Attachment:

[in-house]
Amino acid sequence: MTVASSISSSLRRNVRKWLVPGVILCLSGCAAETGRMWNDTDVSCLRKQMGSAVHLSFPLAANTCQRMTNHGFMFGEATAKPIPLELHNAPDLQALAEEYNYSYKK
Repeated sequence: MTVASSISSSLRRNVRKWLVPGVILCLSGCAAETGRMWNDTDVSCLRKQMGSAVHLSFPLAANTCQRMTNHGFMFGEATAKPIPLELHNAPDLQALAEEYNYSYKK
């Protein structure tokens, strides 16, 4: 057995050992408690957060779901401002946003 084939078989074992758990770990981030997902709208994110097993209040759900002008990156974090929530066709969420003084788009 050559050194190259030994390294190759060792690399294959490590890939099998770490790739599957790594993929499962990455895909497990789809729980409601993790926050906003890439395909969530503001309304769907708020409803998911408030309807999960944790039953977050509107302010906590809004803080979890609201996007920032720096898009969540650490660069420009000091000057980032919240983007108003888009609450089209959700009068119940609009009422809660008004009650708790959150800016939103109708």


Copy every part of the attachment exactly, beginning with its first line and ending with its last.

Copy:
[in-house]
Amino acid sequence: MTVASSISSSLRRNVRKWLVPGVILCLSGCAAETGRMWNDTDVSCLRKQMGSAVHLSFPLAANTCQRMTNHGFMFGEATAKPIPLELHNAPDLQALAEEYNYSYKK
Repeated sequence: MTVASSISSSLRRNVRKWLVPGVILCLSGCAAETGRMWNDTDVSCLRKQMGSAVHLSFPLAANTCQRMTNHGFMFGEATAKPIPLELHNAPDLQALAEEYNYSYKK
């Protein structure tokens, strides 16, 4: 057995050992408690957060779901401002946003 084939078989074992758990770990981030997902709208994110097993209040759900002008990156974090929530066709969420003084788009 050559050194190259030994390294190759060792690399294959490590890939099998770490790739599957790594993929499962990455895909497990789809729980409601993790926050906003890439395909969530503001309304769907708020409803998911408030309807999960944790039953977050509107302010906590809004803080979890609201996007920032720096898009969540650490660069420009000091000057980032919240983007108003888009609450089209959700009068119940609009009422809660008004009650708790959150800016939103109708």